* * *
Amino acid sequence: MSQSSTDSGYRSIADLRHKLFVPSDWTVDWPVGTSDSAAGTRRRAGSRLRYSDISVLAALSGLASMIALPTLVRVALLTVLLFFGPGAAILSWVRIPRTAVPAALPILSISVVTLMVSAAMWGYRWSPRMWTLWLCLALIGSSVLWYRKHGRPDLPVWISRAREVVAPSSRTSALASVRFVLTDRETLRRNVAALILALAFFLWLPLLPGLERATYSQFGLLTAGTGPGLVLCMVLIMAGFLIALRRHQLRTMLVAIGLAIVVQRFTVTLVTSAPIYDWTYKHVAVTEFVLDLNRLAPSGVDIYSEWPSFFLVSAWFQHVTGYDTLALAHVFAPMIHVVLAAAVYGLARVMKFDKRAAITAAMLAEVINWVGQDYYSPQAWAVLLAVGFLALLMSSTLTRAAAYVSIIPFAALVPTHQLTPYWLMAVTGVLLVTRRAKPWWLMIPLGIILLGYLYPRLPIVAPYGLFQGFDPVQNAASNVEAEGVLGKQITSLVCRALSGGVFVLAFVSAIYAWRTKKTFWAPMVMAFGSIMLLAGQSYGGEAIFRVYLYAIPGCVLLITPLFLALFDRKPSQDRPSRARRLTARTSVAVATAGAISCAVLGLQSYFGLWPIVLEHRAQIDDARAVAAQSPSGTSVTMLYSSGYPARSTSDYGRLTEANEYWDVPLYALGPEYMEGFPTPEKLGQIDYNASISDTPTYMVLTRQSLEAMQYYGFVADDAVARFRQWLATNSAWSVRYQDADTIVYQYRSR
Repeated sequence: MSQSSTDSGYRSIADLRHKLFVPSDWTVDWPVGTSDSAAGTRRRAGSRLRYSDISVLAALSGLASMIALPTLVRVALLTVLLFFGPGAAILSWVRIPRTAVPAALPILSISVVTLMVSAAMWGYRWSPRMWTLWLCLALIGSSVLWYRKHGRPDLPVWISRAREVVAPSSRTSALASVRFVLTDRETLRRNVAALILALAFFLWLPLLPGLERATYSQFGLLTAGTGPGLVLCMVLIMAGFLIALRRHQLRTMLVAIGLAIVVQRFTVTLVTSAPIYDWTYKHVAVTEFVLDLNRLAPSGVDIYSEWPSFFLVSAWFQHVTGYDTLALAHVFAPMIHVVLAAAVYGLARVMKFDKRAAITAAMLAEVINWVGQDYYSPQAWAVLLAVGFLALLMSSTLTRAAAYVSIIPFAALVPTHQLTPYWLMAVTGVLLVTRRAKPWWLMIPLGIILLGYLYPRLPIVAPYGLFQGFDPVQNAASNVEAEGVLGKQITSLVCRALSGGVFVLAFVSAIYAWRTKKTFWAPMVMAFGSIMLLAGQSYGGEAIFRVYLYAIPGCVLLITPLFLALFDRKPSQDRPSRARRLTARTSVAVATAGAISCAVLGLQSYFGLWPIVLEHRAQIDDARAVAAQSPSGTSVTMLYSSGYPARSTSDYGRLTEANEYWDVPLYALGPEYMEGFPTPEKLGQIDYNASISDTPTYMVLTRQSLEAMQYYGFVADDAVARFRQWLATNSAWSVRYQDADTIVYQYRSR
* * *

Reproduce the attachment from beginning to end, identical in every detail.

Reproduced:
Amino acid sequence: MSQSSTDSGYRSIADLRHKLFVPSDWTVDWPVGTSDSAAGTRRRAGSRLRYSDISVLAALSGLASMIALPTLVRVALLTVLLFFGPGAAILSWVRIPRTAVPAALPILSISVVTLMVSAAMWGYRWSPRMWTLWLCLALIGSSVLWYRKHGRPDLPVWISRAREVVAPSSRTSALASVRFVLTDRETLRRNVAALILALAFFLWLPLLPGLERATYSQFGLLTAGTGPGLVLCMVLIMAGFLIALRRHQLRTMLVAIGLAIVVQRFTVTLVTSAPIYDWTYKHVAVTEFVLDLNRLAPSGVDIYSEWPSFFLVSAWFQHVTGYDTLALAHVFAPMIHVVLAAAVYGLARVMKFDKRAAITAAMLAEVINWVGQDYYSPQAWAVLLAVGFLALLMSSTLTRAAAYVSIIPFAALVPTHQLTPYWLMAVTGVLLVTRRAKPWWLMIPLGIILLGYLYPRLPIVAPYGLFQGFDPVQNAASNVEAEGVLGKQITSLVCRALSGGVFVLAFVSAIYAWRTKKTFWAPMVMAFGSIMLLAGQSYGGEAIFRVYLYAIPGCVLLITPLFLALFDRKPSQDRPSRARRLTARTSVAVATAGAISCAVLGLQSYFGLWPIVLEHRAQIDDARAVAAQSPSGTSVTMLYSSGYPARSTSDYGRLTEANEYWDVPLYALGPEYMEGFPTPEKLGQIDYNASISDTPTYMVLTRQSLEAMQYYGFVADDAVARFRQWLATNSAWSVRYQDADTIVYQYRSR
Repeated sequence: MSQSSTDSGYRSIADLRHKLFVPSDWTVDWPVGTSDSAAGTRRRAGSRLRYSDISVLAALSGLASMIALPTLVRVALLTVLLFFGPGAAILSWVRIPRTAVPAALPILSISVVTLMVSAAMWGYRWSPRMWTLWLCLALIGSSVLWYRKHGRPDLPVWISRAREVVAPSSRTSALASVRFVLTDRETLRRNVAALILALAFFLWLPLLPGLERATYSQFGLLTAGTGPGLVLCMVLIMAGFLIALRRHQLRTMLVAIGLAIVVQRFTVTLVTSAPIYDWTYKHVAVTEFVLDLNRLAPSGVDIYSEWPSFFLVSAWFQHVTGYDTLALAHVFAPMIHVVLAAAVYGLARVMKFDKRAAITAAMLAEVINWVGQDYYSPQAWAVLLAVGFLALLMSSTLTRAAAYVSIIPFAALVPTHQLTPYWLMAVTGVLLVTRRAKPWWLMIPLGIILLGYLYPRLPIVAPYGLFQGFDPVQNAASNVEAEGVLGKQITSLVCRALSGGVFVLAFVSAIYAWRTKKTFWAPMVMAFGSIMLLAGQSYGGEAIFRVYLYAIPGCVLLITPLFLALFDRKPSQDRPSRARRLTARTSVAVATAGAISCAVLGLQSYFGLWPIVLEHRAQIDDARAVAAQSPSGTSVTMLYSSGYPARSTSDYGRLTEANEYWDVPLYALGPEYMEGFPTPEKLGQIDYNASISDTPTYMVLTRQSLEAMQYYGFVADDAVARFRQWLATNSAWSVRYQDADTIVYQYRSR